Guatemala Opens Embassy in Yerushalayim, Two Days After U.S. Move

YERUSHALAYIM (Reuters) -
Workers hanging from the side of a building place a banner welcoming the opening of the new Guatemalan embassy, in the complex hosting the new embassy in Yerushalayim, Tuesday. (Reuters/Ronen Zvulun)

Guatemala opened an embassy in Yerushalayim on Wednesday, two days after the United States inaugurated its new site in the city.

Guatemalan President Jimmy Morales and Prime Minister Binyamin Netanyahu attended the embassy’s opening on Wednesday in an office complex in west Yerushalayim.

“It’s not a coincidence that Guatemala is opening its embassy in Jerusalem right among the first. You were always among the first. You were the second country to recognise Israel,” Netanyahu said at the ceremony, referring to its founding in 1948.

Guatemala was one of only a few nations that backed Trump’s decision in December to recognize Yerushalayim as Israel’s capital and it is only the second country to move its embassy to the city. Paraguay has said it will move its embassy from Tel Aviv to Yerushalayim by the end of May.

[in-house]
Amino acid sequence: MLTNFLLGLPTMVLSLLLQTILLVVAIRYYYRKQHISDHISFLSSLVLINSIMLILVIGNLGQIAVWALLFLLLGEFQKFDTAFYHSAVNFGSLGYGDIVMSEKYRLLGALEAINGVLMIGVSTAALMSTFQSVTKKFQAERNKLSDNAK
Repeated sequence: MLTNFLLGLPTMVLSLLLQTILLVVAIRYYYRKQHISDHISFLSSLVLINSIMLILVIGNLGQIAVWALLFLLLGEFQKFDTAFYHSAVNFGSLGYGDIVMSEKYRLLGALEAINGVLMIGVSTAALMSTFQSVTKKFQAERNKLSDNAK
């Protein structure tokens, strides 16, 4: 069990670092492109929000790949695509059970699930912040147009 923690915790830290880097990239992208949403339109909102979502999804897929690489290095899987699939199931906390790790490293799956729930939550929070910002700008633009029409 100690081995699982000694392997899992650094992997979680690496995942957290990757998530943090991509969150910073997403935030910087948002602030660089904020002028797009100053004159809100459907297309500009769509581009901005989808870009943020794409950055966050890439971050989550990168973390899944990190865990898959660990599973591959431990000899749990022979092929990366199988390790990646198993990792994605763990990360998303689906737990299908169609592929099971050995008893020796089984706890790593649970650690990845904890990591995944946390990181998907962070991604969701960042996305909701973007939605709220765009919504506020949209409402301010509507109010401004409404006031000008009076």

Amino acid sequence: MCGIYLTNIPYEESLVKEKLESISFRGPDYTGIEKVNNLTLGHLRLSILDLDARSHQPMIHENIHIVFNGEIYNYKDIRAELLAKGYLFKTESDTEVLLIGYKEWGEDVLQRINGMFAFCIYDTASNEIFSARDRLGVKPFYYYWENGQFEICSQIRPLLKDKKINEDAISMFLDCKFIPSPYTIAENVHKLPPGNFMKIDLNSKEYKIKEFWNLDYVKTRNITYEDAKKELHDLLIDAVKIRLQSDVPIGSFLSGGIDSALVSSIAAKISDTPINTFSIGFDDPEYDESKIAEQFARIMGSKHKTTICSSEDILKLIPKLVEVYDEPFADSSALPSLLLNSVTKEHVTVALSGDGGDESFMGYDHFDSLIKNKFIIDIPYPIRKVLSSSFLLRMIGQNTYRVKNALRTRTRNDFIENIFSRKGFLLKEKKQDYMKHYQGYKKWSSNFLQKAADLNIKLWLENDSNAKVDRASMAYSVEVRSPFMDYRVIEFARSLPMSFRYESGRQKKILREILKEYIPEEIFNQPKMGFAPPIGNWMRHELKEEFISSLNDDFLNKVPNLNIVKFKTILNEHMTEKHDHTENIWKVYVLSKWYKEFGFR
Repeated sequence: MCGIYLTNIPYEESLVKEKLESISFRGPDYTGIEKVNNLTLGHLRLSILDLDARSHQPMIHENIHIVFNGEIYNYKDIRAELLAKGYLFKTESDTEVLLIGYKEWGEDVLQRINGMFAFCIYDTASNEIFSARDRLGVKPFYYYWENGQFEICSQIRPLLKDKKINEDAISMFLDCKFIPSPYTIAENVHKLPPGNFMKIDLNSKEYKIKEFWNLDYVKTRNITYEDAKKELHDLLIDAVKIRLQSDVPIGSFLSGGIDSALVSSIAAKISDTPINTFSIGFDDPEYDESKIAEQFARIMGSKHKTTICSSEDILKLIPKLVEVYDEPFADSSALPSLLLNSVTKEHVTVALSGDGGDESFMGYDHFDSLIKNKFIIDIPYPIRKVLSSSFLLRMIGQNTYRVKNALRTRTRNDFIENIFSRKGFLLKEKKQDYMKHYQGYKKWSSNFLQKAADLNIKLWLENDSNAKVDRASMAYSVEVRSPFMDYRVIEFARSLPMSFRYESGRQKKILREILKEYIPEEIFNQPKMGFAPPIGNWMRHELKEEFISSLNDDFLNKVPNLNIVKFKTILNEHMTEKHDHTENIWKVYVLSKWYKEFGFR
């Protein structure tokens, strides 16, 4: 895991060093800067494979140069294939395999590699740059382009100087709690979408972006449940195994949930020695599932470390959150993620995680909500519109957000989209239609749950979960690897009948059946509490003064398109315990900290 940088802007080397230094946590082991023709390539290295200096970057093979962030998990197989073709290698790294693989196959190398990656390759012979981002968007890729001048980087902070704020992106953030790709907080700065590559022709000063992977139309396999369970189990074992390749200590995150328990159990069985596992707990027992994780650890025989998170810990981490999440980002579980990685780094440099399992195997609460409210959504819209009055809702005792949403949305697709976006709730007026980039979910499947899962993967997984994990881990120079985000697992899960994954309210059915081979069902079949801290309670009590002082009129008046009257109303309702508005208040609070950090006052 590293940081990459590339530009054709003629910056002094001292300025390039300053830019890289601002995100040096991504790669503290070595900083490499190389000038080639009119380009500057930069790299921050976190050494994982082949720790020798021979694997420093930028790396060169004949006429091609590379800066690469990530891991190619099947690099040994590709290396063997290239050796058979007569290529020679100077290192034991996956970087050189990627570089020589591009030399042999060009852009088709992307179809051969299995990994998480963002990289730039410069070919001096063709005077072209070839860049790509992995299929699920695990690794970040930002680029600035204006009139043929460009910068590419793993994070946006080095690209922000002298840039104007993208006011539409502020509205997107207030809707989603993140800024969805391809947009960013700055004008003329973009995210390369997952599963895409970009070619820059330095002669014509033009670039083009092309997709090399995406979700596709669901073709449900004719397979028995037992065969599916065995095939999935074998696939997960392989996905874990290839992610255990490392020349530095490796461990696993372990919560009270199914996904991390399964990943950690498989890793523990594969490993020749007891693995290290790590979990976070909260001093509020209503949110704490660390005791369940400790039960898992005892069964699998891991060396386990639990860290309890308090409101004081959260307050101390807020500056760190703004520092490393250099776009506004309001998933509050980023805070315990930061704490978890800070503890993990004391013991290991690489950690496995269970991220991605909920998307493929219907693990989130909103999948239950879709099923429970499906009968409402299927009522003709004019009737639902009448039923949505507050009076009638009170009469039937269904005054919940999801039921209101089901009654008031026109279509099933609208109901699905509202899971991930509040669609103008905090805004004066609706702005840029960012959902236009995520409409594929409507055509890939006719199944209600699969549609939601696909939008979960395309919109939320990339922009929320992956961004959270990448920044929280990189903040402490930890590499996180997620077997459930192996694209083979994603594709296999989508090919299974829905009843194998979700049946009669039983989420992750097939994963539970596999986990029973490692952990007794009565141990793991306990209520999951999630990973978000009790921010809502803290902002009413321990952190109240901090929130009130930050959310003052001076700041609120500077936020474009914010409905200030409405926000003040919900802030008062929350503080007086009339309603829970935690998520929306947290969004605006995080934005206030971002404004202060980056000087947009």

Trump’s move reversed decades of U.S. policy, upsetting the Arab world and Western allies.

Palestinian leaders said by relocating the embassy to Yerushalayim the United States had created incitement and instability in the region and abrogated its role as a peace mediator.

Prior to 1980, Guatemala and a dozen other countries maintained embassies in Yerushalayim. Israel’s passage in June 1980 of a law proclaiming Yerushalayim its “indivisible and eternal capital” led to a U.N. Security Council resolution calling on Guatemala and several other countries to move their embassies to Tel Aviv.